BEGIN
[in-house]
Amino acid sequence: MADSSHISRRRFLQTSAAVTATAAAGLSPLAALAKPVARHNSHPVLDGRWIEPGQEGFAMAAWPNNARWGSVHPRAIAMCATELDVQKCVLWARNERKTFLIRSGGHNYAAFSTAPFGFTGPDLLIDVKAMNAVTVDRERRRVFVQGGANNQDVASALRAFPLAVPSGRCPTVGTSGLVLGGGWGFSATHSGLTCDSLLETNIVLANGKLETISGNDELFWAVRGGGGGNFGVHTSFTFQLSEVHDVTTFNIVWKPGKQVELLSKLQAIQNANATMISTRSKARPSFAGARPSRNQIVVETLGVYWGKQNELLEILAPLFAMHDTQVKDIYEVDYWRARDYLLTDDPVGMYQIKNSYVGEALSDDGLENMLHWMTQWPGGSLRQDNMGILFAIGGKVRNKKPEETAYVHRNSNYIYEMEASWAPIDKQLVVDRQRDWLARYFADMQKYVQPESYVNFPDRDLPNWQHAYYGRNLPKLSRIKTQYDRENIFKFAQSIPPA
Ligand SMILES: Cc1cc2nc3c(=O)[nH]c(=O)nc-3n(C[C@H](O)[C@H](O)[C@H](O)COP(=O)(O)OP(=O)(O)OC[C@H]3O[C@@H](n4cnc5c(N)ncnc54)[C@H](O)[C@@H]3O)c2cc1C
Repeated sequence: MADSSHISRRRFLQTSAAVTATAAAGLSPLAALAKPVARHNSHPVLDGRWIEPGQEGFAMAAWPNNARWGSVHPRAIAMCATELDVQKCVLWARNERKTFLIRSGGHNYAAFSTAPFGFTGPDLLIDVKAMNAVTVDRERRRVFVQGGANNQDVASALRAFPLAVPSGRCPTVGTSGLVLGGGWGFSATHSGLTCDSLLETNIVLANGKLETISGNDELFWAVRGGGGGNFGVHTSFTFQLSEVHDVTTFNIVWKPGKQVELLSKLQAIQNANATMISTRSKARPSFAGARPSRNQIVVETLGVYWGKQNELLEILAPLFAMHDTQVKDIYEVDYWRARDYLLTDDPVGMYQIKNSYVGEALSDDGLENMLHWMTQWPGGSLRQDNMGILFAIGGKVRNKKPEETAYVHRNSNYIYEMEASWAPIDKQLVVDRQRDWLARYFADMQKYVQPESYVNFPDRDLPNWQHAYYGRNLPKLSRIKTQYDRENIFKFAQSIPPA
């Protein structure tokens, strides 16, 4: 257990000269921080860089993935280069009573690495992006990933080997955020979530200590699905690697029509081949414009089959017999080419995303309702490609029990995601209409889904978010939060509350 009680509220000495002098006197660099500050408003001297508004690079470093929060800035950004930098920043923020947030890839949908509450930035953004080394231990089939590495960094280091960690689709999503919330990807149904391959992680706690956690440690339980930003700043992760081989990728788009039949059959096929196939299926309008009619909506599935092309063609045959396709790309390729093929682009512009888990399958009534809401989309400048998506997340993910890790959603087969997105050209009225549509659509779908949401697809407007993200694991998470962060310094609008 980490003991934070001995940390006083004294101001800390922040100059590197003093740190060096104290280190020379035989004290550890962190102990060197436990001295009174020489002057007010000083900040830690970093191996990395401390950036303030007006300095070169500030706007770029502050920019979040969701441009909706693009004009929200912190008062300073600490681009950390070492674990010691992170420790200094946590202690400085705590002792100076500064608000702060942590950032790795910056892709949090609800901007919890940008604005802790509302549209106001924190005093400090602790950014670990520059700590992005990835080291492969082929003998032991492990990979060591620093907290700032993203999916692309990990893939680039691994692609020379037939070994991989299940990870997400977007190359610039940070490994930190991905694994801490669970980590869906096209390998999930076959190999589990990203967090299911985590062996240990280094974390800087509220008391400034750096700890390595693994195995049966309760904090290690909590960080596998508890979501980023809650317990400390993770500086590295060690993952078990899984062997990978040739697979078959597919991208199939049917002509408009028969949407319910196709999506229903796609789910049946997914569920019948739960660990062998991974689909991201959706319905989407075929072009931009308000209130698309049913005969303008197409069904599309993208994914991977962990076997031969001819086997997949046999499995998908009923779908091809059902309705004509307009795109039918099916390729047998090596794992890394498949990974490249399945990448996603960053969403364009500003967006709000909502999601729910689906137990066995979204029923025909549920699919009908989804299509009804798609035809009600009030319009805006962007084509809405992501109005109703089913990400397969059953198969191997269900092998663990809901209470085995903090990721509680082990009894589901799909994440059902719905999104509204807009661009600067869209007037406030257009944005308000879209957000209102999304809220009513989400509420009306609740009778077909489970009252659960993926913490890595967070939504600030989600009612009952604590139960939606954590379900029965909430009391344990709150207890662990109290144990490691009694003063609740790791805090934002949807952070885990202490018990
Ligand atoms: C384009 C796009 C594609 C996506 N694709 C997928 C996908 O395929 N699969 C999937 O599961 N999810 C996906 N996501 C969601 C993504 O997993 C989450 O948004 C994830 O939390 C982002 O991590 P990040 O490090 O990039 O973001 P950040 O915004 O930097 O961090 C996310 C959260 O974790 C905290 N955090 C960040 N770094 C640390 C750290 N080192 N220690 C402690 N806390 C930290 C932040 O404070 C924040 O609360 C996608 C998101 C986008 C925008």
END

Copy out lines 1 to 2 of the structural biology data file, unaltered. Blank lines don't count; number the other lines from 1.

[in-house]
Amino acid sequence: MADSSHISRRRFLQTSAAVTATAAAGLSPLAALAKPVARHNSHPVLDGRWIEPGQEGFAMAAWPNNARWGSVHPRAIAMCATELDVQKCVLWARNERKTFLIRSGGHNYAAFSTAPFGFTGPDLLIDVKAMNAVTVDRERRRVFVQGGANNQDVASALRAFPLAVPSGRCPTVGTSGLVLGGGWGFSATHSGLTCDSLLETNIVLANGKLETISGNDELFWAVRGGGGGNFGVHTSFTFQLSEVHDVTTFNIVWKPGKQVELLSKLQAIQNANATMISTRSKARPSFAGARPSRNQIVVETLGVYWGKQNELLEILAPLFAMHDTQVKDIYEVDYWRARDYLLTDDPVGMYQIKNSYVGEALSDDGLENMLHWMTQWPGGSLRQDNMGILFAIGGKVRNKKPEETAYVHRNSNYIYEMEASWAPIDKQLVVDRQRDWLARYFADMQKYVQPESYVNFPDRDLPNWQHAYYGRNLPKLSRIKTQYDRENIFKFAQSIPPA